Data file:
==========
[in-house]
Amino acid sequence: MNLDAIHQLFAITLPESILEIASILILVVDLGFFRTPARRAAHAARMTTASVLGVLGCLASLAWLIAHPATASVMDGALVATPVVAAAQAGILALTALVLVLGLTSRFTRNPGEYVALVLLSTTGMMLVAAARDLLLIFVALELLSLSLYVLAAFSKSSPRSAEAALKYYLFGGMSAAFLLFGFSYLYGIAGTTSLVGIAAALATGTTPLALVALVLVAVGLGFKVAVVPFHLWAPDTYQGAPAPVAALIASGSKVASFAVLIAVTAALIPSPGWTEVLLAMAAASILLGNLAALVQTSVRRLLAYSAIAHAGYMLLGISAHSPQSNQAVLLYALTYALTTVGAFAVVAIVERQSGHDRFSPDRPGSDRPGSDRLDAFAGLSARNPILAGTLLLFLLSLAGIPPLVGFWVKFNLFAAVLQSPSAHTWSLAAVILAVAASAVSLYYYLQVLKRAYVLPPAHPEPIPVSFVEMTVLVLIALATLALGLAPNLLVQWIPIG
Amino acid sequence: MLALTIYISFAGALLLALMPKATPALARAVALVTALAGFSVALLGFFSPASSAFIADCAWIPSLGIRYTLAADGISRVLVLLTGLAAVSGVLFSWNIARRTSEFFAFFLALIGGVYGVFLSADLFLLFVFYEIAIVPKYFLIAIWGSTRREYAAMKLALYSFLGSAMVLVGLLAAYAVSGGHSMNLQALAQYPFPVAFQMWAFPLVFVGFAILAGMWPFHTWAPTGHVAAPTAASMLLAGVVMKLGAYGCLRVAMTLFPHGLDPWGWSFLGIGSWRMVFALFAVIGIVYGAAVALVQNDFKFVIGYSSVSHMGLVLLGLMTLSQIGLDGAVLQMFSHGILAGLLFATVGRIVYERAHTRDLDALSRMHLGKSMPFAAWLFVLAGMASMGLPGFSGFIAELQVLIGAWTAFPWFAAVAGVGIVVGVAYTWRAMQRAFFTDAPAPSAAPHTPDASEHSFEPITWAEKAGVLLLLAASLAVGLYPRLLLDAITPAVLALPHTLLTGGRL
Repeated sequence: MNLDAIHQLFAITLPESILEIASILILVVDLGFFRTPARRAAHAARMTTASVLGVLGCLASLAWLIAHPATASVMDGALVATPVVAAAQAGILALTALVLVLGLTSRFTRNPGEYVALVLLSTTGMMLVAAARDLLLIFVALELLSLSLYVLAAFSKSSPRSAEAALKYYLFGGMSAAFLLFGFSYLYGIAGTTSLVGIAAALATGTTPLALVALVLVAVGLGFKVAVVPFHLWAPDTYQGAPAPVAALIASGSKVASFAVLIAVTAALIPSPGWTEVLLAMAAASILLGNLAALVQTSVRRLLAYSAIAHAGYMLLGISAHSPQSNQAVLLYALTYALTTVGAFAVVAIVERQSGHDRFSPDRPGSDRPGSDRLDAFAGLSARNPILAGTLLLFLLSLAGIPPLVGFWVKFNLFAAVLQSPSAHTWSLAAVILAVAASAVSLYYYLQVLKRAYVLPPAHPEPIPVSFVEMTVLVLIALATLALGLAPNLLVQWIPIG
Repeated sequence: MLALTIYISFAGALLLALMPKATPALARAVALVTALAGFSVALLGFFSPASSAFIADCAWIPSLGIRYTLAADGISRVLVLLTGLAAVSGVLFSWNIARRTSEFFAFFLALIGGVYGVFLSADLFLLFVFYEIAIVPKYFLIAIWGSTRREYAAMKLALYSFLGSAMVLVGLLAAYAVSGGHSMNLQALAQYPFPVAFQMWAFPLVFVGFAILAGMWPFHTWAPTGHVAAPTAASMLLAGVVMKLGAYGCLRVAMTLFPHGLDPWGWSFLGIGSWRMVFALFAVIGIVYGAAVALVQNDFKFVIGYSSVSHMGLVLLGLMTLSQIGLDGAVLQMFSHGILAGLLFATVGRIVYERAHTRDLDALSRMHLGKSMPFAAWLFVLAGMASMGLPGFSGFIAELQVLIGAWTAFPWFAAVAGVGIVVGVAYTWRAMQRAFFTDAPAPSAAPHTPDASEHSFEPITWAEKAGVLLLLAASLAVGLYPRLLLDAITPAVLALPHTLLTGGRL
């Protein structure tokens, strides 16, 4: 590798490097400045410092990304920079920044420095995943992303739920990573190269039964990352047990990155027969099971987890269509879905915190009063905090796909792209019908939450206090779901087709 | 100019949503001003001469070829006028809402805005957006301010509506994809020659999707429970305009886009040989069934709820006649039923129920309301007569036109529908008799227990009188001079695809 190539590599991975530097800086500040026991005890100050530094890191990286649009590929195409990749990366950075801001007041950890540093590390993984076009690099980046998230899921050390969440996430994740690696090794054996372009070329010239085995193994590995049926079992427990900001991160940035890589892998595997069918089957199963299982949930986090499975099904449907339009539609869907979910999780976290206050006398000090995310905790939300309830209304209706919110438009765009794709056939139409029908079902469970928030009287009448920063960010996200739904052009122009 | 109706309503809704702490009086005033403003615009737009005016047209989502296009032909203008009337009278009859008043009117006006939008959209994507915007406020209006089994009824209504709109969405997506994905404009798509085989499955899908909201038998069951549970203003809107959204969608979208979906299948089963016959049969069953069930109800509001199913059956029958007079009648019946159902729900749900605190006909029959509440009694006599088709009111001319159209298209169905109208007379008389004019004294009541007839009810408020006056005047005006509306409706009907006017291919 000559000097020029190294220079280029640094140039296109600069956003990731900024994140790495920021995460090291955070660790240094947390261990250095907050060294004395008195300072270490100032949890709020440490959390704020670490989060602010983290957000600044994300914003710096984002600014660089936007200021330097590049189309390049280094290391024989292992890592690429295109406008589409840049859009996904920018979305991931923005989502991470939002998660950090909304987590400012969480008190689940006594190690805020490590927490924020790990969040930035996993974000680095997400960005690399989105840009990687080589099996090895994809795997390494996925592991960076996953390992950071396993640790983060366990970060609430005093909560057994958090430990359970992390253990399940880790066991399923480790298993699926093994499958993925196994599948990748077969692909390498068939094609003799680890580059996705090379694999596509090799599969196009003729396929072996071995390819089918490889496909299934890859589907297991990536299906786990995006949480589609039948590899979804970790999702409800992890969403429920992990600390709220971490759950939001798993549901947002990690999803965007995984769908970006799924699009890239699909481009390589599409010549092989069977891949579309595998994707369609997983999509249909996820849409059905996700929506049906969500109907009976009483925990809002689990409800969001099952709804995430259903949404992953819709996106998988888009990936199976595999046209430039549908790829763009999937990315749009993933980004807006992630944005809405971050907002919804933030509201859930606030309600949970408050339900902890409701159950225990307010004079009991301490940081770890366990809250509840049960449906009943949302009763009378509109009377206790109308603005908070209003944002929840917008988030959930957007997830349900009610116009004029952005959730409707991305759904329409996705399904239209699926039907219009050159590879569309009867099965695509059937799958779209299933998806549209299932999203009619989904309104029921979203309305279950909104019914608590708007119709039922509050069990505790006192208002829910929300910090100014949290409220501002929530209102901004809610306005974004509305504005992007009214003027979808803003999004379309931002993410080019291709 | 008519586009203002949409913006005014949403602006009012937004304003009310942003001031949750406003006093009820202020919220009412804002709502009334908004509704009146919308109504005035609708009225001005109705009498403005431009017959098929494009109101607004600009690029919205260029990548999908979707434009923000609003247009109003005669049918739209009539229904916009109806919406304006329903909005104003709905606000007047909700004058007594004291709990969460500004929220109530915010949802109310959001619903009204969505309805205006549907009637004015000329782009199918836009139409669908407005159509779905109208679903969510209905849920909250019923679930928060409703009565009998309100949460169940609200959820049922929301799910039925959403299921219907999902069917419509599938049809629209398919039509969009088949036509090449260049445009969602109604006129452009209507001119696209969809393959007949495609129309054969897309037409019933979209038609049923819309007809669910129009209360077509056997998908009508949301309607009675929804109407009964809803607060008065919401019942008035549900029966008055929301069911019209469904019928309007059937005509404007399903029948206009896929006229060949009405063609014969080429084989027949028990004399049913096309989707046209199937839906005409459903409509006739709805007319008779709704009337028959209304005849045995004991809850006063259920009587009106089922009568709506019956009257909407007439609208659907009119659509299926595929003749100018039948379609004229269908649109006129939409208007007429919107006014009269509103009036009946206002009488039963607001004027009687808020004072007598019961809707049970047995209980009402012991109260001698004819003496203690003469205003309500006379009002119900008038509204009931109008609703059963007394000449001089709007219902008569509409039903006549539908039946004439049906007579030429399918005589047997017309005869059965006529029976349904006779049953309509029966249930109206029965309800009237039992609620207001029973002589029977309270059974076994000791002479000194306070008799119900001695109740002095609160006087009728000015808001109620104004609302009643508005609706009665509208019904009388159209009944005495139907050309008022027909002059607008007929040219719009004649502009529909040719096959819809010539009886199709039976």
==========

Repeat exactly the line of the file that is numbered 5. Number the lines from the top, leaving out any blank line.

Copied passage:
Repeated sequence: MLALTIYISFAGALLLALMPKATPALARAVALVTALAGFSVALLGFFSPASSAFIADCAWIPSLGIRYTLAADGISRVLVLLTGLAAVSGVLFSWNIARRTSEFFAFFLALIGGVYGVFLSADLFLLFVFYEIAIVPKYFLIAIWGSTRREYAAMKLALYSFLGSAMVLVGLLAAYAVSGGHSMNLQALAQYPFPVAFQMWAFPLVFVGFAILAGMWPFHTWAPTGHVAAPTAASMLLAGVVMKLGAYGCLRVAMTLFPHGLDPWGWSFLGIGSWRMVFALFAVIGIVYGAAVALVQNDFKFVIGYSSVSHMGLVLLGLMTLSQIGLDGAVLQMFSHGILAGLLFATVGRIVYERAHTRDLDALSRMHLGKSMPFAAWLFVLAGMASMGLPGFSGFIAELQVLIGAWTAFPWFAAVAGVGIVVGVAYTWRAMQRAFFTDAPAPSAAPHTPDASEHSFEPITWAEKAGVLLLLAASLAVGLYPRLLLDAITPAVLALPHTLLTGGRL